Photo by Melody

PlantFiles: Ravenna Grass, Plume Grass, Hardy Pampas Grass
Saccharum ravennae

Family: Poaceae (poh-AY-see-ee) (Info)
Genus: Saccharum (SAK-er-um) (Info)
Species: ravennae (ra-VEN-ay-ee) (Info)

Synonym:Erianthus ravennae

5 vendors have this plant for sale.

8 members have or want this plant for trade.


6-8 ft. (1.8-2.4 m)
8-10 ft. (2.4-3 m)
10-12 ft. (3-3.6 m)

4-6 ft. (1.2-1.8 m)

USDA Zone 5a: to -28.8 C (-20 F)
USDA Zone 5b: to -26.1 C (-15 F)
USDA Zone 6a: to -23.3 C (-10 F)
USDA Zone 6b: to -20.5 C (-5 F)
USDA Zone 7a: to -17.7 C (0 F)
USDA Zone 7b: to -14.9 C (5 F)
USDA Zone 8a: to -12.2 C (10 F)
USDA Zone 8b: to -9.4 C (15 F)
USDA Zone 9a: to -6.6 C (20 F)
USDA Zone 9b: to -3.8 C (25 F)
USDA Zone 10a: to -1.1 C (30 F)
USDA Zone 10b: to 1.7 C (35 F)

Sun Exposure:
Full Sun


Bloom Color:
White/Near White

Bloom Time:
Late Summer/Early Fall
Mid Fall

Unknown - Tell us

Other details:
May be a noxious weed or invasive
Self-sows freely; deadhead if you do not want volunteer seedlings next season

Soil pH requirements:
Unknown - Tell us

Patent Information:

Propagation Methods:
By dividing the rootball

Seed Collecting:
Unknown - Tell us

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There are a total of 18 photos.
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5 positives
No neutrals
3 negatives

Gardeners' Notes:

Positive atcps On Sep 8, 2014, atcps from WOODLAWN, TN wrote:

Spectacular grass for the acid red clays of Middle Tennessee. I have not had any issues with seedlings but will keep a watch out. This plant is low maintenance and stunning in full sun. Plant it and stand back and watch it do its thing. It is very tall and needs to be used as a hedge or specimen because it will quickly overwhelm a garden.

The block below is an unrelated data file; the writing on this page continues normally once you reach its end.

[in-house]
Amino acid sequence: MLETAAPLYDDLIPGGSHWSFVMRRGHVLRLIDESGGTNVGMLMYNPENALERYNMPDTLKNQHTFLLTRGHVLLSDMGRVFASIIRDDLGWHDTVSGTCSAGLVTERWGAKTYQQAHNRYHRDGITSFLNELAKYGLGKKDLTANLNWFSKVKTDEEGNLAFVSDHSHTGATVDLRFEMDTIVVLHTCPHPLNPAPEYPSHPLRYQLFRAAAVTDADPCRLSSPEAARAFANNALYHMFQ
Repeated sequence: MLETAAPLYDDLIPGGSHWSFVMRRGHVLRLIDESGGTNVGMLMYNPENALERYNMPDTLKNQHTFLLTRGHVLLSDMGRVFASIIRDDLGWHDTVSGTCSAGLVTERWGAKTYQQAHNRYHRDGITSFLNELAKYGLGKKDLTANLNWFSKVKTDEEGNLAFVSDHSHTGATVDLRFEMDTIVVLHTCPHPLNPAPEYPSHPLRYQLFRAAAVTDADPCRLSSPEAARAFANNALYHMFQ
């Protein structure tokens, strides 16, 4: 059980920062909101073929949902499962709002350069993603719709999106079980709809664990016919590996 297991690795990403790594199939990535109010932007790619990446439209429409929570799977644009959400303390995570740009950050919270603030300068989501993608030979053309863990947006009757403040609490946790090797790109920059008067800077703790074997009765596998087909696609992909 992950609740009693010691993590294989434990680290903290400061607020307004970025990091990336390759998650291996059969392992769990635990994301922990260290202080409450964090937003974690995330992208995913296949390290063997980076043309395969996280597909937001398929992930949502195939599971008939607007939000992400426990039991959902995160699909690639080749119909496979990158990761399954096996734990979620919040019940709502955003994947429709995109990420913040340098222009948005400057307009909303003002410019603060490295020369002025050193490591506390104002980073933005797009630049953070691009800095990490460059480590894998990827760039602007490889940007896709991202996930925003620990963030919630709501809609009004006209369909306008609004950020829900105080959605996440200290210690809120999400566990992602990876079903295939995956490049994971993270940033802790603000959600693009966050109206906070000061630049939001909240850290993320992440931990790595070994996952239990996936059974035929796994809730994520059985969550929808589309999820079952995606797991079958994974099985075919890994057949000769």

Negative eriogonum_7 On Oct 9, 2013, eriogonum_7 from Castle Valley, UT wrote:

Ravenna grass has fully invaded miles of canyon containing the largest water source near my town in southeast Utah, and is headed downstream to teh Colorado River. The source was apparently landscape plantings, located far from the creek, divided from it by a large ridge. These seeds blow in the wind. Don't plant it if you are concerned with invading the neighborhood.

Positive braun06 On Oct 1, 2010, braun06 from Peoria Heights, IL (Zone 5b) wrote:

Very tough and cool grass. I planted it as a one gallon and I now have 6 flower stalks and it doubled its rootball width in over 5 months. In central Illinois it displays no invasive potential.

Negative ineedacupoftea On Sep 12, 2009, ineedacupoftea from Denver, CO wrote:

I have a premonition from my experiences with this plant that if it doesn't end up on the noxious weed list here in Western Colorado, it will at least behave as a noxious weed. I have seen it escape cultivation several times, moving quickly into riparian areas.

In discouragement of planting this creature, I recommend several giant-grass alternatives depending on climate:

Sporobolus wrightii (Big Sacaton)
Miscanthus x giganteus (Giant Maiden Grass)